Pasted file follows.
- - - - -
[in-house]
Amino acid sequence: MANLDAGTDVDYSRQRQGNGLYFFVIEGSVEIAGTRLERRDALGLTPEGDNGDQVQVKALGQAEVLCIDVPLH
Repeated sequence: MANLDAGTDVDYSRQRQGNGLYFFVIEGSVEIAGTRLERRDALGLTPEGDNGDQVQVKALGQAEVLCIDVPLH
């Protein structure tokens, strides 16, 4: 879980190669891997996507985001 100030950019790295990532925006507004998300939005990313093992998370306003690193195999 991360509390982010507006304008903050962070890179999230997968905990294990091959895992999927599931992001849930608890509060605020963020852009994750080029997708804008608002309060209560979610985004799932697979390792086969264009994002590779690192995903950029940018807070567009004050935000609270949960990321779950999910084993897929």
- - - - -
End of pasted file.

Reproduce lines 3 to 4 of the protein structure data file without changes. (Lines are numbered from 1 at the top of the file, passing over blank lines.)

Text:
Repeated sequence: MANLDAGTDVDYSRQRQGNGLYFFVIEGSVEIAGTRLERRDALGLTPEGDNGDQVQVKALGQAEVLCIDVPLH
């Protein structure tokens, strides 16, 4: 879980190669891997996507985001 100030950019790295990532925006507004998300939005990313093992998370306003690193195999 991360509390982010507006304008903050962070890179999230997968905990294990091959895992999927599931992001849930608890509060605020963020852009994750080029997708804008608002309060209560979610985004799932697979390792086969264009994002590779690192995903950029940018807070567009004050935000609270949960990321779950999910084993897929």